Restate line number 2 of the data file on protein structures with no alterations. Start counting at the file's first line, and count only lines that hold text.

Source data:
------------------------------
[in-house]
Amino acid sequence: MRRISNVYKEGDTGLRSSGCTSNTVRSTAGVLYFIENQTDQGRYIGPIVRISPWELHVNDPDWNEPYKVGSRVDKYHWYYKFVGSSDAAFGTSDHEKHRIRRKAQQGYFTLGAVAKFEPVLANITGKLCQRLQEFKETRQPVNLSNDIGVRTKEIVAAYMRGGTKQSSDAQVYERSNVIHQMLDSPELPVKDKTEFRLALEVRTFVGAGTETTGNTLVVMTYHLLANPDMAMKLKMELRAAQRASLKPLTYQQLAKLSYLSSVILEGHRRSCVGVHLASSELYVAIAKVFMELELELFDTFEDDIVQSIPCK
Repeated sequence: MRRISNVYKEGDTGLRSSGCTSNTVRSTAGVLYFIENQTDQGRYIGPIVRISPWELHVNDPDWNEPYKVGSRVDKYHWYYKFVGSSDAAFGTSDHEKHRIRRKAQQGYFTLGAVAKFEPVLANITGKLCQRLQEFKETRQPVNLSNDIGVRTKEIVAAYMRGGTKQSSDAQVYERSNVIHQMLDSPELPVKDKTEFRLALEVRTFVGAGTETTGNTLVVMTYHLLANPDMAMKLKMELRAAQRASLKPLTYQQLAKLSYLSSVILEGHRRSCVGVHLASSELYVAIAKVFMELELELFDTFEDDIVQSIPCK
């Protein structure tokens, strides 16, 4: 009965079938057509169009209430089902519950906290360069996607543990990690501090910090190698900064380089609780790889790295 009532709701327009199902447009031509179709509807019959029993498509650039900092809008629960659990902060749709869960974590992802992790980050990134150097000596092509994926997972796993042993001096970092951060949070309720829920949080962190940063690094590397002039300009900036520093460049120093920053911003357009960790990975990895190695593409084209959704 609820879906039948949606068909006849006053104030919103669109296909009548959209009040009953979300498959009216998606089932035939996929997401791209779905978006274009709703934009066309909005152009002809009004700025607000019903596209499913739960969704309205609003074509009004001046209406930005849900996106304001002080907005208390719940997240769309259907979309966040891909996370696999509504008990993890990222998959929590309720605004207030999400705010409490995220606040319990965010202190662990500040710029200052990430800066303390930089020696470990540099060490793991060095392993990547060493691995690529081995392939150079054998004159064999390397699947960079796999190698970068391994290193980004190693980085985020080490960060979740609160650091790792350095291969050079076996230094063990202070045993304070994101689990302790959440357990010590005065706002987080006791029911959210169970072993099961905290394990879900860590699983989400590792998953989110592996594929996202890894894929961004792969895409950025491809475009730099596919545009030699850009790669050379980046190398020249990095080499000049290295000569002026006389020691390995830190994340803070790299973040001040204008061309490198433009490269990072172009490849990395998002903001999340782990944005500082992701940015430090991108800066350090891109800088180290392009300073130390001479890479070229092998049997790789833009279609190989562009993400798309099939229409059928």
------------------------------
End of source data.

Amino acid sequence: MRRISNVYKEGDTGLRSSGCTSNTVRSTAGVLYFIENQTDQGRYIGPIVRISPWELHVNDPDWNEPYKVGSRVDKYHWYYKFVGSSDAAFGTSDHEKHRIRRKAQQGYFTLGAVAKFEPVLANITGKLCQRLQEFKETRQPVNLSNDIGVRTKEIVAAYMRGGTKQSSDAQVYERSNVIHQMLDSPELPVKDKTEFRLALEVRTFVGAGTETTGNTLVVMTYHLLANPDMAMKLKMELRAAQRASLKPLTYQQLAKLSYLSSVILEGHRRSCVGVHLASSELYVAIAKVFMELELELFDTFEDDIVQSIPCK